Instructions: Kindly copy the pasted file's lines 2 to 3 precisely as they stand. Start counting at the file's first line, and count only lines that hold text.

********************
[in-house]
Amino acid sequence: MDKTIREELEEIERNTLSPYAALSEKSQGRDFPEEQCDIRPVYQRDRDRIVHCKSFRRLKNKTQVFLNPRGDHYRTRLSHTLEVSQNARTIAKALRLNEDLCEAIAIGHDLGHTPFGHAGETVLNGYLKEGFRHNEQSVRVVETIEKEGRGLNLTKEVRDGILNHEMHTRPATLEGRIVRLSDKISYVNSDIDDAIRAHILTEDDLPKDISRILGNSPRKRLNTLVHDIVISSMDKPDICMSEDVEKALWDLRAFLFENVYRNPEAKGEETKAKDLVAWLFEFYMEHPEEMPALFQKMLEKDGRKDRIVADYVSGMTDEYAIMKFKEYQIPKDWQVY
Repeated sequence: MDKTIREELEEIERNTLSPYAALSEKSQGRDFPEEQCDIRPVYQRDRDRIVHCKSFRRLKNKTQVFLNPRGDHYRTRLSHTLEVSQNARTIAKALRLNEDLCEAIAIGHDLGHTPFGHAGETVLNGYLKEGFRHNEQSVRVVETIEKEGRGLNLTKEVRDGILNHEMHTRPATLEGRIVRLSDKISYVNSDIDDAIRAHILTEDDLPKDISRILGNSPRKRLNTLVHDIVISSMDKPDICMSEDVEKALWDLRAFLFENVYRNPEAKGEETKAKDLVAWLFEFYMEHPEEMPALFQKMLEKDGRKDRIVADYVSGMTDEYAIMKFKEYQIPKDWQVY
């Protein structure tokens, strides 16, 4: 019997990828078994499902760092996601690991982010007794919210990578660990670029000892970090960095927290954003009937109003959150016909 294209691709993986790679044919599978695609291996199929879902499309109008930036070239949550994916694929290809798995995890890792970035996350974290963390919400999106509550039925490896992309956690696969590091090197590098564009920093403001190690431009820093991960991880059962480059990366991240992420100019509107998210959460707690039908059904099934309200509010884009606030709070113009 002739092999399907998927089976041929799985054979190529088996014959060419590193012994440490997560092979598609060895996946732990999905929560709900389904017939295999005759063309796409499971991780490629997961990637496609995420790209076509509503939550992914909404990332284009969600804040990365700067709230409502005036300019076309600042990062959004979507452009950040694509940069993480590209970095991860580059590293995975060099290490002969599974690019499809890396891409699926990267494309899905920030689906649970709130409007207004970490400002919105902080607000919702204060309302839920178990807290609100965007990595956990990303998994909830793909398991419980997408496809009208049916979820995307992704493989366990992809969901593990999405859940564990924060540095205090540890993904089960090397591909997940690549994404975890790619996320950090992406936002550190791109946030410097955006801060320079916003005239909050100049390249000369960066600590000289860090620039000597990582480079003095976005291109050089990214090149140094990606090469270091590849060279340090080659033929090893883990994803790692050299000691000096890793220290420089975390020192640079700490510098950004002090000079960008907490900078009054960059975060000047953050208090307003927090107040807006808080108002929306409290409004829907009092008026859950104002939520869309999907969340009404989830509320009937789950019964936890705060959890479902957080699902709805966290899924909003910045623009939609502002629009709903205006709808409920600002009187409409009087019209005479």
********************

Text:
Amino acid sequence: MDKTIREELEEIERNTLSPYAALSEKSQGRDFPEEQCDIRPVYQRDRDRIVHCKSFRRLKNKTQVFLNPRGDHYRTRLSHTLEVSQNARTIAKALRLNEDLCEAIAIGHDLGHTPFGHAGETVLNGYLKEGFRHNEQSVRVVETIEKEGRGLNLTKEVRDGILNHEMHTRPATLEGRIVRLSDKISYVNSDIDDAIRAHILTEDDLPKDISRILGNSPRKRLNTLVHDIVISSMDKPDICMSEDVEKALWDLRAFLFENVYRNPEAKGEETKAKDLVAWLFEFYMEHPEEMPALFQKMLEKDGRKDRIVADYVSGMTDEYAIMKFKEYQIPKDWQVY
Repeated sequence: MDKTIREELEEIERNTLSPYAALSEKSQGRDFPEEQCDIRPVYQRDRDRIVHCKSFRRLKNKTQVFLNPRGDHYRTRLSHTLEVSQNARTIAKALRLNEDLCEAIAIGHDLGHTPFGHAGETVLNGYLKEGFRHNEQSVRVVETIEKEGRGLNLTKEVRDGILNHEMHTRPATLEGRIVRLSDKISYVNSDIDDAIRAHILTEDDLPKDISRILGNSPRKRLNTLVHDIVISSMDKPDICMSEDVEKALWDLRAFLFENVYRNPEAKGEETKAKDLVAWLFEFYMEHPEEMPALFQKMLEKDGRKDRIVADYVSGMTDEYAIMKFKEYQIPKDWQVY